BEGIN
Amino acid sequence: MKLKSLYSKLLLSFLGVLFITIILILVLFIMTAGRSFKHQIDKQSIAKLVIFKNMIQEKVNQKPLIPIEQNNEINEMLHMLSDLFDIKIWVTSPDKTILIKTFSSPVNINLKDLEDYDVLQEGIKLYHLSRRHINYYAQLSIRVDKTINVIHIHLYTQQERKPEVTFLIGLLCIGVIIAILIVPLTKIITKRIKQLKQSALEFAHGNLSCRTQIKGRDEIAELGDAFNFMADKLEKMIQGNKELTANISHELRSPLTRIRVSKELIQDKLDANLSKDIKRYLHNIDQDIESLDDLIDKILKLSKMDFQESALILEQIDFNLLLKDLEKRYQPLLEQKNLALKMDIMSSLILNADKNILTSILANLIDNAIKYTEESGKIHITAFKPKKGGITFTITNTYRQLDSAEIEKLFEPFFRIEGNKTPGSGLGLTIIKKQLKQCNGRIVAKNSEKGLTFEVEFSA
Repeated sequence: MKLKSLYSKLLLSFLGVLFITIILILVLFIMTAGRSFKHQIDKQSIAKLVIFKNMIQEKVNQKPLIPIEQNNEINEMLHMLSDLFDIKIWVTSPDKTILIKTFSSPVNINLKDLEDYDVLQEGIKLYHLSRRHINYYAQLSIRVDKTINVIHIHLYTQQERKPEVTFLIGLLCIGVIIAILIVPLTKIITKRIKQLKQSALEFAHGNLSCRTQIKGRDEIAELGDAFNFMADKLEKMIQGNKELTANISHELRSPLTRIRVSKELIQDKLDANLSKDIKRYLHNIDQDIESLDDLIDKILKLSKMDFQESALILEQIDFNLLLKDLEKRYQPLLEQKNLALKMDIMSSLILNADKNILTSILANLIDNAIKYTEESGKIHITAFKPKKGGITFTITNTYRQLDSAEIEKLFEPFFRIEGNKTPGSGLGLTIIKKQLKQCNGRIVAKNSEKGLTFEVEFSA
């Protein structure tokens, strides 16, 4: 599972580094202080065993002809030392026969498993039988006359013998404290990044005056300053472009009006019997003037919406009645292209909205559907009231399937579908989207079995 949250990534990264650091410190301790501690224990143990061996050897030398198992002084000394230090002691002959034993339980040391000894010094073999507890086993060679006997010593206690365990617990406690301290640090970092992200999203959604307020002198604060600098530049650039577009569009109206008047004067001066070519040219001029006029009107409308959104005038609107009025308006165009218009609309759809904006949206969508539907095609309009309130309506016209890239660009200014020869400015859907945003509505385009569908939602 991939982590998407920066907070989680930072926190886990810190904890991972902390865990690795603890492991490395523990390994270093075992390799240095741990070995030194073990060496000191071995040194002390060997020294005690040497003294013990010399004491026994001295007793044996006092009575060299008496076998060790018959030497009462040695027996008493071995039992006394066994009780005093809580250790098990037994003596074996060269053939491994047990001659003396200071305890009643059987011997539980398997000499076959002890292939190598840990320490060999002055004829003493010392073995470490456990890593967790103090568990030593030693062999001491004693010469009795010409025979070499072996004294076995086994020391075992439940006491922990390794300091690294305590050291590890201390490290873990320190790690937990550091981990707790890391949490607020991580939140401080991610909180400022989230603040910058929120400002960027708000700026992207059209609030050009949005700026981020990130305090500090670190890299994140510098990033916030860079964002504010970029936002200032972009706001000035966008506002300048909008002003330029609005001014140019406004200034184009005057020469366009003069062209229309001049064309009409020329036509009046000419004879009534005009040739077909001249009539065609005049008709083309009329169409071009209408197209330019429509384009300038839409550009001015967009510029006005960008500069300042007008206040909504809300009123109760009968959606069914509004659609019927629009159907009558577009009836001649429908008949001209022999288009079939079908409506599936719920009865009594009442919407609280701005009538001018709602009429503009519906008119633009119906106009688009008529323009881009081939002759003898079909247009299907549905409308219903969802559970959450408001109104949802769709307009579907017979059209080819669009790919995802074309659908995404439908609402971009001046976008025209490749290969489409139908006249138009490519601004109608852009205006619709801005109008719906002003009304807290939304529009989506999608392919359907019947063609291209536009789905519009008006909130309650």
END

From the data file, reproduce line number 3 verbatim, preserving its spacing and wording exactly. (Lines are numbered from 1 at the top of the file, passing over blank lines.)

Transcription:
């Protein structure tokens, strides 16, 4: 599972580094202080065993002809030392026969498993039988006359013998404290990044005056300053472009009006019997003037919406009645292209909205559907009231399937579908989207079995 949250990534990264650091410190301790501690224990143990061996050897030398198992002084000394230090002691002959034993339980040391000894010094073999507890086993060679006997010593206690365990617990406690301290640090970092992200999203959604307020002198604060600098530049650039577009569009109206008047004067001066070519040219001029006029009107409308959104005038609107009025308006165009218009609309759809904006949206969508539907095609309009309130309506016209890239660009200014020869400015859907945003509505385009569908939602 991939982590998407920066907070989680930072926190886990810190904890991972902390865990690795603890492991490395523990390994270093075992390799240095741990070995030194073990060496000191071995040194002390060997020294005690040497003294013990010399004491026994001295007793044996006092009575060299008496076998060790018959030497009462040695027996008493071995039992006394066994009780005093809580250790098990037994003596074996060269053939491994047990001659003396200071305890009643059987011997539980398997000499076959002890292939190598840990320490060999002055004829003493010392073995470490456990890593967790103090568990030593030693062999001491004693010469009795010409025979070499072996004294076995086994020391075992439940006491922990390794300091690294305590050291590890201390490290873990320190790690937990550091981990707790890391949490607020991580939140401080991610909180400022989230603040910058929120400002960027708000700026992207059209609030050009949005700026981020990130305090500090670190890299994140510098990033916030860079964002504010970029936002200032972009706001000035966008506002300048909008002003330029609005001014140019406004200034184009005057020469366009003069062209229309001049064309009409020329036509009046000419004879009534005009040739077909001249009539065609005049008709083309009329169409071009209408197209330019429509384009300038839409550009001015967009510029006005960008500069300042007008206040909504809300009123109760009968959606069914509004659609019927629009159907009558577009009836001649429908008949001209022999288009079939079908409506599936719920009865009594009442919407609280701005009538001018709602009429503009519906008119633009119906106009688009008529323009881009081939002759003898079909247009299907549905409308219903969802559970959450408001109104949802769709307009579907017979059209080819669009790919995802074309659908995404439908609402971009001046976008025209490749290969489409139908006249138009490519601004109608852009205006619709801005109008719906002003009304807290939304529009989506999608392919359907019947063609291209536009789905519009008006909130309650």